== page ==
I've had this post's topic in my draft folder for quite a while. I simply haven't been able to put my finger on how to word it or how to put my ideas together the best way. Until now.
One thing that has bothered me for a long time in the New Calvinist movement is the certitude that is so widespread. Certitude is an absolute certainty about something. And it's not that any of us aren't certain about our beliefs; we are. I'm certain about everything I believe, but I also know that I'm wrong about quite a few things. I simply haven't discovered what those things are yet. If history (my history) is any indication, I will discover a number of things over the next few years that will cause me to change my view about a number of things. The next few years after that will produce the same thing. As iron sharpens iron, I will become sharper because I will allow other iron to sharpen me.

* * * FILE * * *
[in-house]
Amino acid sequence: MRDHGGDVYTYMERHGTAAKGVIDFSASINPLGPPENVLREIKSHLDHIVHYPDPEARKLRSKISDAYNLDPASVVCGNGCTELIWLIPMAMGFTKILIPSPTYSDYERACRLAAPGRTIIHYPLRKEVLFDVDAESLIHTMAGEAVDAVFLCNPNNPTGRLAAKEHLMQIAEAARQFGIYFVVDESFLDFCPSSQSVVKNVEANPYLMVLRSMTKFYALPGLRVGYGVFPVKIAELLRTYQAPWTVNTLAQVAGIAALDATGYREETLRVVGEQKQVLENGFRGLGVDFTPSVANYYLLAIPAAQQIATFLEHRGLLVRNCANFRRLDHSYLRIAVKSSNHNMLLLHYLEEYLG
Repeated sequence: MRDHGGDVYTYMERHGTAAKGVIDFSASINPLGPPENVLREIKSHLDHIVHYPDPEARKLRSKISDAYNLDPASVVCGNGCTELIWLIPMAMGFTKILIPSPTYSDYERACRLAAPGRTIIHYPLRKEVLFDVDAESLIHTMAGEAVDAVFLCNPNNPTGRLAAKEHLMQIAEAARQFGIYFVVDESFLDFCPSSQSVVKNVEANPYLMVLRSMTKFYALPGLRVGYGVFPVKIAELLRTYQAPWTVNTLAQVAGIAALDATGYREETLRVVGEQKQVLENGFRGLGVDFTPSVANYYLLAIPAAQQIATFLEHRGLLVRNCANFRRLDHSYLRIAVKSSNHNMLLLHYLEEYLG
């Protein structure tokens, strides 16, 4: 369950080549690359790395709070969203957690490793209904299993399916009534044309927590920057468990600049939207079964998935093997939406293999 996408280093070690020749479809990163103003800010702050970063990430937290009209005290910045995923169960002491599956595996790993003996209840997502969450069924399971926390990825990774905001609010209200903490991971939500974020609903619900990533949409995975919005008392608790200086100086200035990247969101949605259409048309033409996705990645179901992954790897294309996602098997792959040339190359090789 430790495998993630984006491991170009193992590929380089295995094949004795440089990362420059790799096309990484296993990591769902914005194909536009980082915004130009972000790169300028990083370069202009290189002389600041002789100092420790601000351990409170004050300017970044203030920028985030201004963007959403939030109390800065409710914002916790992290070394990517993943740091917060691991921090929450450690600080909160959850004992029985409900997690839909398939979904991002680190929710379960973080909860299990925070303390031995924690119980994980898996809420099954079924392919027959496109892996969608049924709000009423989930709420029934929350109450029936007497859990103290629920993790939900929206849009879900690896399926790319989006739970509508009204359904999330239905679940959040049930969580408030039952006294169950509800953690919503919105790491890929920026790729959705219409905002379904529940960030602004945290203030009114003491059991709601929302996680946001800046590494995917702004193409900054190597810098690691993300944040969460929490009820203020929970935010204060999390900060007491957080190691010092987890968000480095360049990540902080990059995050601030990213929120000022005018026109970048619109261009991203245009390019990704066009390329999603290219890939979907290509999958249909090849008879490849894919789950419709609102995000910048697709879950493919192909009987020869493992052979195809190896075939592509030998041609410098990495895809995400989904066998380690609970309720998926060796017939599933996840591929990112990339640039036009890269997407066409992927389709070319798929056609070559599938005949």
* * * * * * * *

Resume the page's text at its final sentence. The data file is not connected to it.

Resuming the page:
The certitude in the neo-cal movement is something that takes on a different aura. Many have become so certain about what they believe - all that they believe, and that they are certain about all things - that they have prevented themselves from learning truth. They are so certain about their whole system, they can't learn anything new. Anything new outside of their system, that is. It is true that they continue to learn, but they seem only to be able to learn new things that already fit within the system. Their system.
I think this is what I was getting at when I wrote my post titled, "If Iron Sharpens Iron, Then Why Is The Reformed Drawer So Full Of Dull, Rusty Knives?"